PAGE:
On July 18, 1984, Connors was awarded a star on the Hollywood Walk of Fame. Over 200 of his close friends attended the ceremony.

Personal Life and Death

Connors was married three times in his life. He met his first wife Elizabeth Jane Riddell Connors at one of his baseball games. They were married on October 1, 1948. They had four sons – Michael, Jeffrey, Stephen, and Kevin. They divorced in 1961. In 1963, Connors married Kamala Devi after co-starring with her in "Geronimo." They also appeared in a number of other films together before divorcing in 1973. Connors married his third wife, Faith Quabius, in 1977. They had both appeared in the film "Soylent Green" together. After two years of marriage, they divorced in 1979.

Connors was a supporter of the Republican Party and attended several fundraisers for campaigns for U.S. President Richard M. Nixon. He also backed Barry Goldwater, Gerald Ford, and Ronald Reagan. He also had a friendly relationship with Leonard Brezhnev, the leader of the Soviet Union during the 1960s and 1970s. Brezhnev was a big fan of "The Rifleman" and it was one of the only American programs permitted to be broadcast in the Soviet Union.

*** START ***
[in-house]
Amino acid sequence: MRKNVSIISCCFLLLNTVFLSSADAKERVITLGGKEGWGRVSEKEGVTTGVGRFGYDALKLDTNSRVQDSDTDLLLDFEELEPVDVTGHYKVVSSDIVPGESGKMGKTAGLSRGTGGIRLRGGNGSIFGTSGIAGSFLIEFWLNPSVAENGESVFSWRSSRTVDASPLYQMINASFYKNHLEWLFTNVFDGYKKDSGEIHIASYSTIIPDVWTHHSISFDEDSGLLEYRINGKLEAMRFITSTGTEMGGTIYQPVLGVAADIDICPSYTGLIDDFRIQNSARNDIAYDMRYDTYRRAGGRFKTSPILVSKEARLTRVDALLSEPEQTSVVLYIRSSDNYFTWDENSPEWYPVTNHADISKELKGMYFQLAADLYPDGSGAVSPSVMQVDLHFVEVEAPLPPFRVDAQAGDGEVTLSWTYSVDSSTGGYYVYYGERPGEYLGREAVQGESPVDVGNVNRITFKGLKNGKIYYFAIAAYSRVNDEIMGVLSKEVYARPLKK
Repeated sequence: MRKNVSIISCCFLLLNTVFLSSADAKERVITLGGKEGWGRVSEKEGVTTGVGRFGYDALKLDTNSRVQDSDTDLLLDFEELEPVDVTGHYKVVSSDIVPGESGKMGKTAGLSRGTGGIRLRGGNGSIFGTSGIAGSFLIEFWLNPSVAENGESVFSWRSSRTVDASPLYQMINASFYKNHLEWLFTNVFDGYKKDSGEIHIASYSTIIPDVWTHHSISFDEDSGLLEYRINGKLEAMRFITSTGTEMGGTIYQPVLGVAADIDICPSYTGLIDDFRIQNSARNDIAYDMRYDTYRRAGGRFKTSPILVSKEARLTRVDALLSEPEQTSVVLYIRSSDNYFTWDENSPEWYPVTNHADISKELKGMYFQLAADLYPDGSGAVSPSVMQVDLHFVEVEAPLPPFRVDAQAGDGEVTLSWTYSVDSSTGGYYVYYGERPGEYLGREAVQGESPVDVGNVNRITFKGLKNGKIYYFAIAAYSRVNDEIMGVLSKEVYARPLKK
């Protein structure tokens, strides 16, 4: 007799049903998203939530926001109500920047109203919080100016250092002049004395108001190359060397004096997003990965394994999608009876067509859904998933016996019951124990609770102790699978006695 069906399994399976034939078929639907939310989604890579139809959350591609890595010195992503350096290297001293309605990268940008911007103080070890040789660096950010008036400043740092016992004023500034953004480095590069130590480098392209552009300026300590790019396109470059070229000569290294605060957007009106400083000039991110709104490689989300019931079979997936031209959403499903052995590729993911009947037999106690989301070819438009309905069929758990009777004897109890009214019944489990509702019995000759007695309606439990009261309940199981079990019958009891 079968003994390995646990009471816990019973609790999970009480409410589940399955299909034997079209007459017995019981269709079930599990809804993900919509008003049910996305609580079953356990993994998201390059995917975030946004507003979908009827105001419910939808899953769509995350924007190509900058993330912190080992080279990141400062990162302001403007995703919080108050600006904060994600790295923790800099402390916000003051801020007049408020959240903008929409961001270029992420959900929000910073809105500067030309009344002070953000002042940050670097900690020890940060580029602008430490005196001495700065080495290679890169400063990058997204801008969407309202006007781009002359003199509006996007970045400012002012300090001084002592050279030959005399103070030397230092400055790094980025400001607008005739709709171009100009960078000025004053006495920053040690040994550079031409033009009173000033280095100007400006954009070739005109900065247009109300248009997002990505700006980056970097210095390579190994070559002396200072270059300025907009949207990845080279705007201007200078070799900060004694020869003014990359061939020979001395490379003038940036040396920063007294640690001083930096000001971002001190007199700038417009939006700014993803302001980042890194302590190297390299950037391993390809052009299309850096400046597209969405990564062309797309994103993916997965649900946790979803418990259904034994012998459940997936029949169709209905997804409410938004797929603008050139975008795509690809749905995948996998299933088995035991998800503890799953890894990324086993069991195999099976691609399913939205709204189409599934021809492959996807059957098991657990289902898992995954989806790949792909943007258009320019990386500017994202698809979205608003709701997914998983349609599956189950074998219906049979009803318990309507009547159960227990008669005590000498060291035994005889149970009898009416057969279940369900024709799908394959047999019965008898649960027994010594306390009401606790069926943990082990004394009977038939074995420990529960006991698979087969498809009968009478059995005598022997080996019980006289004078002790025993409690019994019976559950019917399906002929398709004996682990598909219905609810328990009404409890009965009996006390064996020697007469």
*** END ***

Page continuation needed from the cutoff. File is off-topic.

Connors died on November 10, 1992 at Cedars-Sinai Medical Center in Los Angeles at the age of 71 of lung cancer. He is buried in the San Fernando Mission Cemetery.

All net worths are calculated using data drawn from public sources. When provided, we also incorporate private tips and feedback received from the celebrities or their representatives. While we work diligently to ensure that our numbers are as accurate as possible, unless otherwise indicated they are only estimates. We welcome all corrections and feedback using the button below.